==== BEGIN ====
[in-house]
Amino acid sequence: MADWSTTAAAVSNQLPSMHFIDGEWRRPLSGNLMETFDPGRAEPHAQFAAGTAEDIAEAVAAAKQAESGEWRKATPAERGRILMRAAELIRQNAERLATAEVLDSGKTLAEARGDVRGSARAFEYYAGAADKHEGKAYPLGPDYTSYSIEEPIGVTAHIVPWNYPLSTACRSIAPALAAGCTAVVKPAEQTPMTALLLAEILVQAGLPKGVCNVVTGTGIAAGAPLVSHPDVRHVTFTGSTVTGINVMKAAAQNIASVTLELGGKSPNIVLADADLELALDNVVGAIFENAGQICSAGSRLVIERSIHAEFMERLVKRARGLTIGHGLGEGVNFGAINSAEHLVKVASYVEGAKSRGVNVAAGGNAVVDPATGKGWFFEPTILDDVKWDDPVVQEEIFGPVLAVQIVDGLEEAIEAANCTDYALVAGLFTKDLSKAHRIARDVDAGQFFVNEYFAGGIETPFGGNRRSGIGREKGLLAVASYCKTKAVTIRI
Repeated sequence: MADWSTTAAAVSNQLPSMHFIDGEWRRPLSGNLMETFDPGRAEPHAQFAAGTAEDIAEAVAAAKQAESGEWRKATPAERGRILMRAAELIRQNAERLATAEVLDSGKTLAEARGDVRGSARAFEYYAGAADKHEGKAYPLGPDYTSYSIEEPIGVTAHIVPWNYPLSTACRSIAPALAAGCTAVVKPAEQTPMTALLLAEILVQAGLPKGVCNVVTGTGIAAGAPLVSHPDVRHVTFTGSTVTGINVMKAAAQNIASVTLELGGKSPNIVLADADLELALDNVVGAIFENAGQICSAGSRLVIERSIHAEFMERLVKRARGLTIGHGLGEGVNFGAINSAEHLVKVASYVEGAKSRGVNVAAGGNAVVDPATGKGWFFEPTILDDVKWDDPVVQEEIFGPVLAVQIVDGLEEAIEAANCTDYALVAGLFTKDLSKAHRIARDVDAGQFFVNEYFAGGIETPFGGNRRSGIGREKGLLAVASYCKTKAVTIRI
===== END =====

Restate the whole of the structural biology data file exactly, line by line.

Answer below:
[in-house]
Amino acid sequence: MADWSTTAAAVSNQLPSMHFIDGEWRRPLSGNLMETFDPGRAEPHAQFAAGTAEDIAEAVAAAKQAESGEWRKATPAERGRILMRAAELIRQNAERLATAEVLDSGKTLAEARGDVRGSARAFEYYAGAADKHEGKAYPLGPDYTSYSIEEPIGVTAHIVPWNYPLSTACRSIAPALAAGCTAVVKPAEQTPMTALLLAEILVQAGLPKGVCNVVTGTGIAAGAPLVSHPDVRHVTFTGSTVTGINVMKAAAQNIASVTLELGGKSPNIVLADADLELALDNVVGAIFENAGQICSAGSRLVIERSIHAEFMERLVKRARGLTIGHGLGEGVNFGAINSAEHLVKVASYVEGAKSRGVNVAAGGNAVVDPATGKGWFFEPTILDDVKWDDPVVQEEIFGPVLAVQIVDGLEEAIEAANCTDYALVAGLFTKDLSKAHRIARDVDAGQFFVNEYFAGGIETPFGGNRRSGIGREKGLLAVASYCKTKAVTIRI
Repeated sequence: MADWSTTAAAVSNQLPSMHFIDGEWRRPLSGNLMETFDPGRAEPHAQFAAGTAEDIAEAVAAAKQAESGEWRKATPAERGRILMRAAELIRQNAERLATAEVLDSGKTLAEARGDVRGSARAFEYYAGAADKHEGKAYPLGPDYTSYSIEEPIGVTAHIVPWNYPLSTACRSIAPALAAGCTAVVKPAEQTPMTALLLAEILVQAGLPKGVCNVVTGTGIAAGAPLVSHPDVRHVTFTGSTVTGINVMKAAAQNIASVTLELGGKSPNIVLADADLELALDNVVGAIFENAGQICSAGSRLVIERSIHAEFMERLVKRARGLTIGHGLGEGVNFGAINSAEHLVKVASYVEGAKSRGVNVAAGGNAVVDPATGKGWFFEPTILDDVKWDDPVVQEEIFGPVLAVQIVDGLEEAIEAANCTDYALVAGLFTKDLSKAHRIARDVDAGQFFVNEYFAGGIETPFGGNRRSGIGREKGLLAVASYCKTKAVTIRI